ESR 13: Live Model Transformation for Distributed Low-Code PlatformsBenedek Horváth
IncQuery Labs (Hungary)
With the growing adaptation of LCEPs in high complexity system development and operation scenarios (e.g., IoT, safety-critical systems, etc.) the increasing complexity and the sheer size of modelling artefacts poses new challenges for the underlying model processing and transformation techniques. Especially, in the unique models@runtime contexts, where system models are continuously updated to react to the changes happening in their environment.
The main objective of this project is to achieve the execution of model transformations on very large and distributed models over a parallel and distributed platform. While it is already a major challenge in case of batch transformation execution, the challenge is multiplied in the case of live model transformations, which are continuously executed in the background and react to changes and events in the environment. This requires developing an efficient search-based pattern matching algorithm capable of operating on models of millions of elements and can also be efficiently executed on distributed and parallel environments.
A secondary objective is to provide a framework to construct domain-specific model transformation languages that natively support parallel and distributed execution. More precisely, the goal is to provide the appropriate components, defined at the right level of abstraction, for a LCE engineer to define or adapt their own model processing/transformation language, using these modular components.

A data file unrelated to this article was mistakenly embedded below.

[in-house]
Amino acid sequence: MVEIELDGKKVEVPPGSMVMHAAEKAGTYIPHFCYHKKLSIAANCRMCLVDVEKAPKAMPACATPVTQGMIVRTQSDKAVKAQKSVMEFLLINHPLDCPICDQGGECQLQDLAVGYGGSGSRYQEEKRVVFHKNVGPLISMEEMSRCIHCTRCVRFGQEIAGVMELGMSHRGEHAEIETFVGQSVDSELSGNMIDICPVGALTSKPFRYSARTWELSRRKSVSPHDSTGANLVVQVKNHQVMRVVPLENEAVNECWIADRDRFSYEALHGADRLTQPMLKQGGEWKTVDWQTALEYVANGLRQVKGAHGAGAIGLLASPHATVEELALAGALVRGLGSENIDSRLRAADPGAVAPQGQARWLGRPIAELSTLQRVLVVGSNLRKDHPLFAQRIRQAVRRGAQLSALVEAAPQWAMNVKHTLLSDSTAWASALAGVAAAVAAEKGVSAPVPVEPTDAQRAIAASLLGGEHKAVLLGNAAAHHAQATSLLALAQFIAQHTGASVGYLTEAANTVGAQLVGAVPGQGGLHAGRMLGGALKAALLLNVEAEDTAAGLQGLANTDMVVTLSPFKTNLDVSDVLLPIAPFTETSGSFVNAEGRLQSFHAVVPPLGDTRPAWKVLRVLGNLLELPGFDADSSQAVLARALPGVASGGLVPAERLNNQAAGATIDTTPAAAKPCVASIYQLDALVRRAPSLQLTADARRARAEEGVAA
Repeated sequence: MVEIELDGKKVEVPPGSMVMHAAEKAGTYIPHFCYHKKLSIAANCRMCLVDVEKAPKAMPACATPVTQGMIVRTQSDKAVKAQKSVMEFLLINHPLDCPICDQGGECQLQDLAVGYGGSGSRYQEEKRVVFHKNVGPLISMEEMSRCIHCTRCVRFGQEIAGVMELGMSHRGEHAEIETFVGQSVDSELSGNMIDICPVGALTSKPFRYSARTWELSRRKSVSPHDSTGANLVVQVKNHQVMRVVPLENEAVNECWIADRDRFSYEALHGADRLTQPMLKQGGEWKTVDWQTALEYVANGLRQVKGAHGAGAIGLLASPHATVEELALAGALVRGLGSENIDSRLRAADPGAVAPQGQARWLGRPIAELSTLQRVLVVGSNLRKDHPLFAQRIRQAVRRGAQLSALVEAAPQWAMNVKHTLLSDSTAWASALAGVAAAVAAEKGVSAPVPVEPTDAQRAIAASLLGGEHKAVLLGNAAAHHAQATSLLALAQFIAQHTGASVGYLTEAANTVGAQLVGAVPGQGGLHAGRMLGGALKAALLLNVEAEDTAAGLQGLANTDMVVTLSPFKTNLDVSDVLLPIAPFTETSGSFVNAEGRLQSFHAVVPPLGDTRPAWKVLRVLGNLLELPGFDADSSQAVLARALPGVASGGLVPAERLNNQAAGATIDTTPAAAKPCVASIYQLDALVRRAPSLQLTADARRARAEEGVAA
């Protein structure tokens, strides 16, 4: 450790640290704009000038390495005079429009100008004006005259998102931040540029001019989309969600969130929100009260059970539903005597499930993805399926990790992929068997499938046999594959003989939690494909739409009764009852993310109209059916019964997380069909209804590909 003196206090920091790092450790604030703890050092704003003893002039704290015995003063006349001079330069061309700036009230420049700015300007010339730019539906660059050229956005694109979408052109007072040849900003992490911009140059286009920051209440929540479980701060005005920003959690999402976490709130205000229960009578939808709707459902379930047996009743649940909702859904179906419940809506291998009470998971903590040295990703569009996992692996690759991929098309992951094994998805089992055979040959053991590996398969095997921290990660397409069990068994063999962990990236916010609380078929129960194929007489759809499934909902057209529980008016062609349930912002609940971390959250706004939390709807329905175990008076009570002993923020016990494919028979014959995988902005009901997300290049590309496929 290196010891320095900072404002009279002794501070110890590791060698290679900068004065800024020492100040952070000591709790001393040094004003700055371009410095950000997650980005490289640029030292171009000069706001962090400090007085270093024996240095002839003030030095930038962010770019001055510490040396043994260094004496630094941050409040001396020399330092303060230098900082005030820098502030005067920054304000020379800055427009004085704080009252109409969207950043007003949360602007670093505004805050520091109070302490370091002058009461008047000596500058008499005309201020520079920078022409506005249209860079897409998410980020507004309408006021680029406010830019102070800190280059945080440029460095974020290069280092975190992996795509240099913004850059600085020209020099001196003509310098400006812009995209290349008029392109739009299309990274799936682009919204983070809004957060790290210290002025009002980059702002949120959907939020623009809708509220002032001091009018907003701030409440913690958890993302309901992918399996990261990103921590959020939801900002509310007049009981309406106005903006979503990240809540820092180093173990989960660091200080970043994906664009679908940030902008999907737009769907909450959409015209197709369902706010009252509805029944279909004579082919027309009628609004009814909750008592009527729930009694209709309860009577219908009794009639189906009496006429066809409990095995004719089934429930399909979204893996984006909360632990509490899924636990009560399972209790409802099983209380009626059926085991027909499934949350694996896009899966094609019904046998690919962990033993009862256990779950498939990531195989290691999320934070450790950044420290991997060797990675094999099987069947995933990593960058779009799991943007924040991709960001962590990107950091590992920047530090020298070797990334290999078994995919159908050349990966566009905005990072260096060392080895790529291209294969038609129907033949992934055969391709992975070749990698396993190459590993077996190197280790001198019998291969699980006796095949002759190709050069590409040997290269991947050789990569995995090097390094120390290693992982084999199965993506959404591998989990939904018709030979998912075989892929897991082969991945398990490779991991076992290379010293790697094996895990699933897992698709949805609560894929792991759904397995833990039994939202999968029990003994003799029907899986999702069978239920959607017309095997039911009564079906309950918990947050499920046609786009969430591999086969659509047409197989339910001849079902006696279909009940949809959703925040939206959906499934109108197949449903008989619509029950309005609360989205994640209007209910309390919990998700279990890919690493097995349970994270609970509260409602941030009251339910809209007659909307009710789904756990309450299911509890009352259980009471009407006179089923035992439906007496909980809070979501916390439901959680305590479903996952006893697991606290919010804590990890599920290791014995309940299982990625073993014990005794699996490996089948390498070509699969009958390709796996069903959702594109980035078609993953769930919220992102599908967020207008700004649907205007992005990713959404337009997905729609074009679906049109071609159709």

The overall goal is to allow modellers to build low-code model transformation languages and systems that can be executed in a parallel and distributed environment, and efficiently process very large models within the range of 100+ million model elements, with as little effort as possible. The goal is to transform models in the size range of at least one order of magnitude larger than single computer solutions are currently capable of, which is around 10 million model elements for EMF.
The main outcome of the project is an open source model transformation engine that is able to execute transformations over a highly distributed computing infrastructure, providing scalability both in terms of model size and transformation complexity, and reacting immediately changes in the environment. The engine is uniformly accessible for the different domain-specific transformation languages. As another outcome of the project, such an engine should provide additional support for traceability and debugging for executing parallel and distributed model transformations, which is extremely cumbersome in existing solutions.